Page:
25 May 2010

Could A Criminal #Hack Your Car's Computer?

by David Teeghman
Fri May 21, 2010 09:03 AM ET 

Computer criminals used to focus on hacking into desktop and laptop computers. However, their next target may not be in your house, but in your garage: your car.

Researchers at the Center for Automotive Embedded Systems Security have found that the internal computer systems in today’s vehicles are susceptible to hackers’ attacks. Without any special knowledge about the cars, researchers were able to take control of the door locks, disable the brakes and even stop its engine, among other things.

Today’s cars are more dependent than ever on computers to perform basic functions, they do everything from wipe the windshield to maintain tire pressure. Researchers say the typical luxury sedan just rolling off the assembly line has about 100 megabytes of code to control 50 to 70 computers inside the car. Some luxury cars have 100 million lines of software code, compared to only 1.7 million lines on a U.S. Air Force jet fighter.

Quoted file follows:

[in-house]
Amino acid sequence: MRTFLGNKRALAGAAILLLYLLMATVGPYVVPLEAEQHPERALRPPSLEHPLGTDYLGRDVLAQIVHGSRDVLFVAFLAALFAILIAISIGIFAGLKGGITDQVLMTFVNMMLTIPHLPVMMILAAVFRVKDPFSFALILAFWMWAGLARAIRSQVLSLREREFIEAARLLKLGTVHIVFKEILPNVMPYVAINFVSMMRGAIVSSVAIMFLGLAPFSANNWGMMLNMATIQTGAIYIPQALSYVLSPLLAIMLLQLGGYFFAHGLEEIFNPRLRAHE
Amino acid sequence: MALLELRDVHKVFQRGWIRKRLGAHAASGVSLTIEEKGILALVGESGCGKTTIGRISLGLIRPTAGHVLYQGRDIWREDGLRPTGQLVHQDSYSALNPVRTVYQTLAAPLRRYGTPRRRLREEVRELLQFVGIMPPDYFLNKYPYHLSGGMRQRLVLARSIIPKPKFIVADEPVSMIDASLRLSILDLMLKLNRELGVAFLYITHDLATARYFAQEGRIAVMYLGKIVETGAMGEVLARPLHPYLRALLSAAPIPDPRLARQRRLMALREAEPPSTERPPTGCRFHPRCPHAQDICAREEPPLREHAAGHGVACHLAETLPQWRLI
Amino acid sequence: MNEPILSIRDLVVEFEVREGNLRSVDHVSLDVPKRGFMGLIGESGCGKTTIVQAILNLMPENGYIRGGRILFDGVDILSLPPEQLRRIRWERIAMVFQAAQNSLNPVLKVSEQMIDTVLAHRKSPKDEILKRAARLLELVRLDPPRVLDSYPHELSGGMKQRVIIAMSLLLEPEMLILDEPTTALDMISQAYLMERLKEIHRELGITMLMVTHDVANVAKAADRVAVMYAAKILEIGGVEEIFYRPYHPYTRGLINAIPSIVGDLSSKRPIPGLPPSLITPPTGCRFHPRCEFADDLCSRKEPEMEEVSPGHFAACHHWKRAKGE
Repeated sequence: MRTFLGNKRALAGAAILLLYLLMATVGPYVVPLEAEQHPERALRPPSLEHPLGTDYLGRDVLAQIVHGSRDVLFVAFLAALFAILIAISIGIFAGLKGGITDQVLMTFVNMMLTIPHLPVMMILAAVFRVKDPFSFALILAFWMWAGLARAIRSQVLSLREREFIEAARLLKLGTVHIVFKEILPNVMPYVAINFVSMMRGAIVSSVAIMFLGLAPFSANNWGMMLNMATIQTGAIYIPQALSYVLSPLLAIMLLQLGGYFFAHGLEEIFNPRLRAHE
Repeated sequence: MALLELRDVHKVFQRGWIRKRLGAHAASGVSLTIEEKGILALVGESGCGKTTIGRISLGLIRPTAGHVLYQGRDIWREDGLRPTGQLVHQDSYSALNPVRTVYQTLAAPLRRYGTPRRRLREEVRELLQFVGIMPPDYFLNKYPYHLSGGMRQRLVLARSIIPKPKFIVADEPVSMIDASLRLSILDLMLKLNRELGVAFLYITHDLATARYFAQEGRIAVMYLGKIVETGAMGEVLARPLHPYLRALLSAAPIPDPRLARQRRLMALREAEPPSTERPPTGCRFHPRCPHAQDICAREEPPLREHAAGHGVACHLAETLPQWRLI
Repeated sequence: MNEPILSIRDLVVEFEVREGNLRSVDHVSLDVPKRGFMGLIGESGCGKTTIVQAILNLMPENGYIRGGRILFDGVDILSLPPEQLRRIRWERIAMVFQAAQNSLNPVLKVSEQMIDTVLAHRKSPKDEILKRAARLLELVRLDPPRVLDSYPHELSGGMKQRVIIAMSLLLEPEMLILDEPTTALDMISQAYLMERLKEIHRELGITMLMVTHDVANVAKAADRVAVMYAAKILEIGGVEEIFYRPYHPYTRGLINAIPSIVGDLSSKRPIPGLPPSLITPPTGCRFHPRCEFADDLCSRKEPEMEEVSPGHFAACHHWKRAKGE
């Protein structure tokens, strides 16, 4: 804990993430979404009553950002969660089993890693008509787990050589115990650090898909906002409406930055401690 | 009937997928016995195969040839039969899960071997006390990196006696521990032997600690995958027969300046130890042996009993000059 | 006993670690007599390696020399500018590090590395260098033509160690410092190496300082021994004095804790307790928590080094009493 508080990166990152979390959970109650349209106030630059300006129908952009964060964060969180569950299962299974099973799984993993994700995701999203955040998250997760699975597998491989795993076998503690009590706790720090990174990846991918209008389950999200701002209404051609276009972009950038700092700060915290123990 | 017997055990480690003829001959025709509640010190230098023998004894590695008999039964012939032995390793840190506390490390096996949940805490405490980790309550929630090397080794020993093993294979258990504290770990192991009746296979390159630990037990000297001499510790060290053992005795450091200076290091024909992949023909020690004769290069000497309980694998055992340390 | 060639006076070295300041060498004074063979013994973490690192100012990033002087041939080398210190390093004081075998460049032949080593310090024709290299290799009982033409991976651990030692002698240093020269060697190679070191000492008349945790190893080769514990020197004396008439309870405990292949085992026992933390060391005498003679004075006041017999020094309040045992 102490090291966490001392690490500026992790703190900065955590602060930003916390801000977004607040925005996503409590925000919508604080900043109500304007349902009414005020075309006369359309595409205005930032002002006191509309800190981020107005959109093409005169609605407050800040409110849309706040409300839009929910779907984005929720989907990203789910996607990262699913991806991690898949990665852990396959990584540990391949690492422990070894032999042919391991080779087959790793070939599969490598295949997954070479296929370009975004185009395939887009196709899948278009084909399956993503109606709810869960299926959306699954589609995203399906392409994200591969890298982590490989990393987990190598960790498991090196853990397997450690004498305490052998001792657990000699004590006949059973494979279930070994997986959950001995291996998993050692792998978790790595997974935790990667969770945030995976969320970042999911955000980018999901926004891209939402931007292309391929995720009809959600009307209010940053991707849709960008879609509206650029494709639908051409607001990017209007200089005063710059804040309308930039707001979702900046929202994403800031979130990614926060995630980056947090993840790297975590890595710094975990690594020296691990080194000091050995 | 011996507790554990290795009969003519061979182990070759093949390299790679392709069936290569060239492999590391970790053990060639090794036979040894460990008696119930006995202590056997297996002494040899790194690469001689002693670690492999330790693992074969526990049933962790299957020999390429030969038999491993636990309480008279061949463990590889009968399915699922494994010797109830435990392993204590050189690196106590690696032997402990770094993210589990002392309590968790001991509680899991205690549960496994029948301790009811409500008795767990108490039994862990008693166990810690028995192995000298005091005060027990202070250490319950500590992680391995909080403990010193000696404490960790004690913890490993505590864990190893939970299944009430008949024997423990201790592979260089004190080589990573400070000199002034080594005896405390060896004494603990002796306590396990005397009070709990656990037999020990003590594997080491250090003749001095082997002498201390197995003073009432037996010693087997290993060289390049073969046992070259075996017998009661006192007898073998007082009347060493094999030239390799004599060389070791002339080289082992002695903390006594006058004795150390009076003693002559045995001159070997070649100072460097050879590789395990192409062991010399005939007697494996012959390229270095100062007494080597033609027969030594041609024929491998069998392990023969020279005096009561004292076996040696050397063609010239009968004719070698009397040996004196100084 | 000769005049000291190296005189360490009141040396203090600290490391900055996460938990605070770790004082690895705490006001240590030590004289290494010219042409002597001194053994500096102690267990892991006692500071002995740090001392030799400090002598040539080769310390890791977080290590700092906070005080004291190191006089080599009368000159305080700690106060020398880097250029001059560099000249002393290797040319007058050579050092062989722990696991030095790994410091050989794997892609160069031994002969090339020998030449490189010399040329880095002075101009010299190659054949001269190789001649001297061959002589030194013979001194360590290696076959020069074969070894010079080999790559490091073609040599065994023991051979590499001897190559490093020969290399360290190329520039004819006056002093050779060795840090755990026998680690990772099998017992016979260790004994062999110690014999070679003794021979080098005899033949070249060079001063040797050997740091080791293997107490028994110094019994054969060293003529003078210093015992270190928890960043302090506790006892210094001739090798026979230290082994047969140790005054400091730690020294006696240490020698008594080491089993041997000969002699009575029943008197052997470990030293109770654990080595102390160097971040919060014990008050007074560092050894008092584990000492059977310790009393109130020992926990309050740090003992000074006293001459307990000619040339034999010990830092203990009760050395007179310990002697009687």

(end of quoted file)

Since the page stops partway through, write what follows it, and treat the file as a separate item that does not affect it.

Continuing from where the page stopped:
The good news is that a car’s computers are usually under the dashboard, so a hacker would have to break into the car manually in order to get anywhere near them. (Unless you are Yves Behar, and in that case, you WANT people to hack your car.)
Hackers might not be willing to go to such lengths to take control of a car, but a skilled computer criminal (which may be a better description, since not all hackers are criminals) can still compromise a car’s computer system remotely by sneaking in through the car’s wireless entry points.

Those wireless entry points include satellite radios and automatic crash-response systems, and the number of wireless connections to a car’s computer system are rapidly expanding, with the advent of 4G, dashboard Internet services and vehicle-to-vehicle (V2V) communications

Once a hacker is inside the car’s internal network, there are few defenses. Electronic connections between components are linked for safety reasons. For example, car doors pop open when a airbags are activated. But that connection makes it easier for a hacker to make his way from one computer to the next.

Researchers say that as they learn more about the threats, their ability to fight hackers will improve. But for now, your car may be vulnerable crimes mainly associated with the Internet.